For example, you mentioned how an individual's confidence can be a constraint. Would a training program really be able to "fix" such a problem? Such a thing is very much tied to a person's overall personality and I doubt a two hour training session in a conference room would somehow manage to transform a reckless, risk-taking egomaniac into a confident, cool, careful decision maker.
Anyhow, I'm very curious as to how she believes such constraints could be eliminated... especially given she is also of the opinion that many of the existing HR training programs are ineffective.
I cannot but agree. Trust is a good thing but it's not about feelings but about hard facts. How would anyone defend a business decision based on trust if things fall apart later? In the case of the electronics supply chain, managers must sometime make split decisions that may require them going with their gut but most decisions require deliberate thoughts and action. In such situations, it is better to weigh all the facts before arriving at the decision.
Ken did not address the issue of the veracity of the facts used by decision makers, however. It's all right to try to verify but how can you attest to the authenticity of the data upon which you base your decision? What tools are out there to help a manufacturer determine such things as component pricing, availability, genuiness and delivery? Must a manager develop the tools for gauging all these?
EBN Dialogue enables and encourages you to participate in live chats with notable leaders and luminaries. Not only editors and journalists, but the entire EBN community is able to comment and ask questions. Listed below are upcoming and archived chats.
Thailand Stages a Comeback Join EBN contributor Jennifer Baljko on Thursday August 23, 2012, at 11:00 a.m. EST for a live chat on how electronic manufacturers in Thailand have shored up their supply chain to reduce the impact of future natural disasters.
Microsoft Surface: Potential Winners & Losers What are the implications for the electronics industry supply chain of Microsoft Corp.'s decision to launch its own tablet PC? Join industry veteran and EE Times' systems and OEM expert Rick Merritt on Tuesday, July 3, at 12:00 pm EDT for a Live Chat on this subject.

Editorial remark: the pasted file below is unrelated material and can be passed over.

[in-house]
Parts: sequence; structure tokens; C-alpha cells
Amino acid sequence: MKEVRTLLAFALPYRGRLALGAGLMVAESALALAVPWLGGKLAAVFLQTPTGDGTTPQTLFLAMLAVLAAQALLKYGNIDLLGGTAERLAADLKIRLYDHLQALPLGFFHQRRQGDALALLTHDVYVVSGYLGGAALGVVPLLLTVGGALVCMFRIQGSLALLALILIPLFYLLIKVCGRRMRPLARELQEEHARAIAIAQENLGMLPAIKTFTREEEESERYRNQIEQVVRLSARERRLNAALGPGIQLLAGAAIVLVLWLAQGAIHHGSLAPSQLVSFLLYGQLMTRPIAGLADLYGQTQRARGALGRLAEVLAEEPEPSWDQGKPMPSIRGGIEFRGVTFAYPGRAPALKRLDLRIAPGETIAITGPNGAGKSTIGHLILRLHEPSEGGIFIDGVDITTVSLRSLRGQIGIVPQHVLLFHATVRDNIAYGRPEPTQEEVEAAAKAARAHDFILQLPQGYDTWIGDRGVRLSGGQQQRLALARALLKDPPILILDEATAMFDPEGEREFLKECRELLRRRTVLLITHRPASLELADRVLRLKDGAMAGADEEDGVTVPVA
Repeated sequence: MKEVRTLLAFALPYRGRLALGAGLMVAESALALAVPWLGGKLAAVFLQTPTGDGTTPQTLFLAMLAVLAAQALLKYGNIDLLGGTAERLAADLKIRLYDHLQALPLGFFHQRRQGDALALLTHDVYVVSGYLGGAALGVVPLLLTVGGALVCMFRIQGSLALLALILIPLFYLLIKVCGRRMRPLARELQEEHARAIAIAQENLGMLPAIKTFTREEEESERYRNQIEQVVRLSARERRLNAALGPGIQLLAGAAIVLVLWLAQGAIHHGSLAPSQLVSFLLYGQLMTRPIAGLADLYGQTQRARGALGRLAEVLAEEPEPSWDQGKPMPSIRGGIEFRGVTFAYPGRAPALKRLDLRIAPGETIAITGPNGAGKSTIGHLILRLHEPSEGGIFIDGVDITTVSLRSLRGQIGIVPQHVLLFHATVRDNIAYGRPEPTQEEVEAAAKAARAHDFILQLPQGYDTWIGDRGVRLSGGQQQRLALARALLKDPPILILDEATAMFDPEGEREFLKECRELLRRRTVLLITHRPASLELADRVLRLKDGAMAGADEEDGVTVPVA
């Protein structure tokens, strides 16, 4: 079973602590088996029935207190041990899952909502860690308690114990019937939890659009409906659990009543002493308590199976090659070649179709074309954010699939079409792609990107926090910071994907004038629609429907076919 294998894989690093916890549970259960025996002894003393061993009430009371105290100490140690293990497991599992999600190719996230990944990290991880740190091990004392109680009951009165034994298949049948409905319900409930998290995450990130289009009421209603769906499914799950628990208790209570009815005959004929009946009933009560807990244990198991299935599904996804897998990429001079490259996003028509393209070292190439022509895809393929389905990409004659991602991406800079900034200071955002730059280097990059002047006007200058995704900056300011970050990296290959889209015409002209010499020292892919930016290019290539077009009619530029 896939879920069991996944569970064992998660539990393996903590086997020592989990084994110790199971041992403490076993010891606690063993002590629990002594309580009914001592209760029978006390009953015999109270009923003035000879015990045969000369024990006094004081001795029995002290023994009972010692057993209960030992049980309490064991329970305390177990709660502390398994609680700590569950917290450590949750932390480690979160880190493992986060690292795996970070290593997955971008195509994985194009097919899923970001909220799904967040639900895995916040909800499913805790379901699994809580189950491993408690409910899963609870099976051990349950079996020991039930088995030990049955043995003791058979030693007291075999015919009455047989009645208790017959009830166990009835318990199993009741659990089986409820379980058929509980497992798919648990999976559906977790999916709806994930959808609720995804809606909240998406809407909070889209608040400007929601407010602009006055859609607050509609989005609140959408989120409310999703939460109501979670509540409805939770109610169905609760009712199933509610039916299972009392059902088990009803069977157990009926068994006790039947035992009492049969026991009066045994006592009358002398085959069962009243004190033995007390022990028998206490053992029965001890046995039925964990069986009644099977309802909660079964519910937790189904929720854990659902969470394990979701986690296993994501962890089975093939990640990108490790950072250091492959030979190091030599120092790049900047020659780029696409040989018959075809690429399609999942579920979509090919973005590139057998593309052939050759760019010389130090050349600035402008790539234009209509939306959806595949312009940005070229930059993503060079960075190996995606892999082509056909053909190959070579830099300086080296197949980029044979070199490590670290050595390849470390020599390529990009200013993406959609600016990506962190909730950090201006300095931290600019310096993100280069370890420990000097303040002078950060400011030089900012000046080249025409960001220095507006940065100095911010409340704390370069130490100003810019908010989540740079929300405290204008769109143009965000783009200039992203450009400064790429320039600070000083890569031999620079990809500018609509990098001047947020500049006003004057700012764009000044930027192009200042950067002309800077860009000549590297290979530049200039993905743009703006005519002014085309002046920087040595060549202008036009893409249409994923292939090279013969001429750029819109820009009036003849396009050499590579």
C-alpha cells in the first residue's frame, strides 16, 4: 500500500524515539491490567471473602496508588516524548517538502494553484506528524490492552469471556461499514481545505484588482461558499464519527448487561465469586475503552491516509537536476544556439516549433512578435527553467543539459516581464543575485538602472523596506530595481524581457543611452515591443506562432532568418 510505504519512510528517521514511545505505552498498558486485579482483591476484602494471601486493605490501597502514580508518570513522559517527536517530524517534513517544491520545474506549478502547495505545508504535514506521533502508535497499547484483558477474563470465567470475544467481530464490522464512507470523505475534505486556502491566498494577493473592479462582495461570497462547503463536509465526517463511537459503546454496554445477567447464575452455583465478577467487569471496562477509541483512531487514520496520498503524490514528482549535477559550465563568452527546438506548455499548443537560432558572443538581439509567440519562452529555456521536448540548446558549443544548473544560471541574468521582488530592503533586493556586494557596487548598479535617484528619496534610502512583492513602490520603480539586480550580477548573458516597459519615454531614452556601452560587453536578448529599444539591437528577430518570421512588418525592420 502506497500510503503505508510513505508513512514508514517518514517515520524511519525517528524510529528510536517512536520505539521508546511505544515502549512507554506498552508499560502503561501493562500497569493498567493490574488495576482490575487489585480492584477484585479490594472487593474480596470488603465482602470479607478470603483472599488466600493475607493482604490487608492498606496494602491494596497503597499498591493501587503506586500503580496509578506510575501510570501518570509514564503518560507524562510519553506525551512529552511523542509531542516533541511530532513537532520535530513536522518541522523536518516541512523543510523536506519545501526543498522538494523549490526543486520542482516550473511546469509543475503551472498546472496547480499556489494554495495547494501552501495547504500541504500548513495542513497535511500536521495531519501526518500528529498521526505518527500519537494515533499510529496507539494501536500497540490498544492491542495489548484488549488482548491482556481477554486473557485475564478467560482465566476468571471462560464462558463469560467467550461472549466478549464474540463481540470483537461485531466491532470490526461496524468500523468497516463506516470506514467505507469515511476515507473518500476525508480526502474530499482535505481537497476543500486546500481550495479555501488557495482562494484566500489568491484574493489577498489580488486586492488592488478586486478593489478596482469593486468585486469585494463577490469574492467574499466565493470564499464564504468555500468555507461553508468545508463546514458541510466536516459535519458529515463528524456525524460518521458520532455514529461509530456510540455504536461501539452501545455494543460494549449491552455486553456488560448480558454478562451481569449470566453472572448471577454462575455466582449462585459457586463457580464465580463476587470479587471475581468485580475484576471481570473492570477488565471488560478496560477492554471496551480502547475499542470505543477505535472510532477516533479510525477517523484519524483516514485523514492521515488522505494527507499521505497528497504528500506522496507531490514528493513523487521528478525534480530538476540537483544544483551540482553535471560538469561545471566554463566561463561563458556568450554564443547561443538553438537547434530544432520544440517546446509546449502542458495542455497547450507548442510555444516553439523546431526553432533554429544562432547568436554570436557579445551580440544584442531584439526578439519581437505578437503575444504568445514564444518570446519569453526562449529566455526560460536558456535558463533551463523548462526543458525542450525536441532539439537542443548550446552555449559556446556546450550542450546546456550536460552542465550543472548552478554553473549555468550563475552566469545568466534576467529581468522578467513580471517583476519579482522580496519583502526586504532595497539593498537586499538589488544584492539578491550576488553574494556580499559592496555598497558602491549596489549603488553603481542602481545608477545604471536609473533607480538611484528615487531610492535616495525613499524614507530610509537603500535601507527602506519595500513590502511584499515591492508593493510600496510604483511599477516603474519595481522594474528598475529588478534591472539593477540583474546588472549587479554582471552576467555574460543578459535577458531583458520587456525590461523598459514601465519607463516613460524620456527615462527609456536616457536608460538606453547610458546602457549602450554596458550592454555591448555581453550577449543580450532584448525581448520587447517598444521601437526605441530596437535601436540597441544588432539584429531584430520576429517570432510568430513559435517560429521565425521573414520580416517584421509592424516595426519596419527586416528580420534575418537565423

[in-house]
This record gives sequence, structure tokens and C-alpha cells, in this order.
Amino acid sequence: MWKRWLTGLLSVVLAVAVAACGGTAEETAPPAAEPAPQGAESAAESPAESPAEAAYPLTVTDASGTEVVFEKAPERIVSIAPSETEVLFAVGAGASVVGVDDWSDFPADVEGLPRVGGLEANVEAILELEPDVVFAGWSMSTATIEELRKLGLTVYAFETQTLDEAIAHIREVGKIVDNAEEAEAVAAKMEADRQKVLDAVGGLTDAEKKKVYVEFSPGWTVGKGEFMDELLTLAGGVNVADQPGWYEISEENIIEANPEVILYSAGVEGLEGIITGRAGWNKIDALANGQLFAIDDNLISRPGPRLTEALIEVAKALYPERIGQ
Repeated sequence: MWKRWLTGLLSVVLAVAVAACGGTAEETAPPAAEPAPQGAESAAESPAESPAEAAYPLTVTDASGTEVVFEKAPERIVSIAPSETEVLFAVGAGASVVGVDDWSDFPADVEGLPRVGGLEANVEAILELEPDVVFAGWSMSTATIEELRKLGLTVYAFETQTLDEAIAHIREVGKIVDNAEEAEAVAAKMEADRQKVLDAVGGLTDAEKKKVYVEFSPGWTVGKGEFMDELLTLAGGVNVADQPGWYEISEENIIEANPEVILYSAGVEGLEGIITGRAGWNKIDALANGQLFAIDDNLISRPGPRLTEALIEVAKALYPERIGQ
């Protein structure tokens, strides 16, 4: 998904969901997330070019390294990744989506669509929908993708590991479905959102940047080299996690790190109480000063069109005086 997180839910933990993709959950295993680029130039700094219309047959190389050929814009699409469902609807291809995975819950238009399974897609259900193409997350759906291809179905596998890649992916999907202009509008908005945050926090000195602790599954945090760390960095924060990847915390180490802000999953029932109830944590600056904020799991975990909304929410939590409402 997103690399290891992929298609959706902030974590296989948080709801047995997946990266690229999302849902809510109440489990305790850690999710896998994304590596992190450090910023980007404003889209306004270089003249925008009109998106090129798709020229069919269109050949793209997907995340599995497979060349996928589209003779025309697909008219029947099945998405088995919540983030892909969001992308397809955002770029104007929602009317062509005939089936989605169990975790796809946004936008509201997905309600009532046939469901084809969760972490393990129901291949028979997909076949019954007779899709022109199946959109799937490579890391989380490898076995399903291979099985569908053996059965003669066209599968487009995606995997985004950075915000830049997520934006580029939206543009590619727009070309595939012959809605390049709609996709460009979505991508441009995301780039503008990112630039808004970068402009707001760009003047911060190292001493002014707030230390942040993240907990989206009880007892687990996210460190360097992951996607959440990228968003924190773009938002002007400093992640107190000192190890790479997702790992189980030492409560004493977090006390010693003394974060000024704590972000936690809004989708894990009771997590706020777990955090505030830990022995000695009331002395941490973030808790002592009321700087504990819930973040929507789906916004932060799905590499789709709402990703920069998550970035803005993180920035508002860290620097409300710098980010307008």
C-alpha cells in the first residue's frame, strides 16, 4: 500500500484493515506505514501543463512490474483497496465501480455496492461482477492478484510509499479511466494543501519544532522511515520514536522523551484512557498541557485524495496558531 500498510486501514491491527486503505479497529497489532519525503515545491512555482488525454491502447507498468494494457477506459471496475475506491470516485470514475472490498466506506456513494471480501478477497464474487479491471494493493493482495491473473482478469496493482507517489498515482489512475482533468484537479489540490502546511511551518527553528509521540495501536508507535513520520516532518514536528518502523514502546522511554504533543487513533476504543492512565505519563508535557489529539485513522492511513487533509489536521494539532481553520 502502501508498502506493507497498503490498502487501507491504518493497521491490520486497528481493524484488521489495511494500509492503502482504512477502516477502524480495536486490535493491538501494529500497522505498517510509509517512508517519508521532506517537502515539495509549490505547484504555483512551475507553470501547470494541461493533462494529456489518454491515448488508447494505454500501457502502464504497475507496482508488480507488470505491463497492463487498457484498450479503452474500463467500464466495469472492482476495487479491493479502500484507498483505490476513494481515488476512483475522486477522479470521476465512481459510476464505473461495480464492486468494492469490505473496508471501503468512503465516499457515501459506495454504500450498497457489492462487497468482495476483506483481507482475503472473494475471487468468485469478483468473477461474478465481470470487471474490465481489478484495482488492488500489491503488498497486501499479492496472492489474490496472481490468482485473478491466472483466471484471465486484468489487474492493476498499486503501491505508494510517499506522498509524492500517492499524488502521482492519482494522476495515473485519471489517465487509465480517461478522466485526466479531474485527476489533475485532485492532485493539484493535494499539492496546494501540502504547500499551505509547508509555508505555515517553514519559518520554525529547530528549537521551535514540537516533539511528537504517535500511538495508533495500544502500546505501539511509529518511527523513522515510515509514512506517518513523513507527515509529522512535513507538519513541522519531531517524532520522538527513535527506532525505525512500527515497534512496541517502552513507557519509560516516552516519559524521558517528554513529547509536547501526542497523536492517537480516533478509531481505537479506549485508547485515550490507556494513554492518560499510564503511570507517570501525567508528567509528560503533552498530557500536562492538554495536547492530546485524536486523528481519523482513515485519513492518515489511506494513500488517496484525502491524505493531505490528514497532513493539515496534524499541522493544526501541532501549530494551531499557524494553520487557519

Join EBN contributor Jennifer Baljko on Thursday August 23, 2012, at 11:00 a.m. EST for a live chat on how electronic manufacturers in Thailand have shored up their supply chain to reduce the impact of future natural disasters.
Peter Drucker famously said "Trying to predict the future is like trying to drive down a country road at night with no lights while looking out the back window." Yet in the razor's-edge world of electronics—with a lean supply chain and just-in-time demands—the need to know the future is vital.
While no one really can accurately predict the future, we can take guidance from another Drucker saying which is the best way to predict the future is to create it.
You've heard the saying "the No. 1 supply chain risk is your people." That hasn't always been the case. But today's complex global supply chain requires a new type of multitalented employee. It's one who understands, finance, marketing, economics, is savvy with technology, graceful with relationships and can think analytically.
Where are these people? Are universities properly preparing the next generation supply chain professionals? How do train your existing workforce for these new, demanding positions?
Brian Fuller, editor-in-chief of EBN, will lead a 60-minute Avnet Velocity panel discussion that will ask and answer these and other questions swirling around today's supply-chain talent challenges.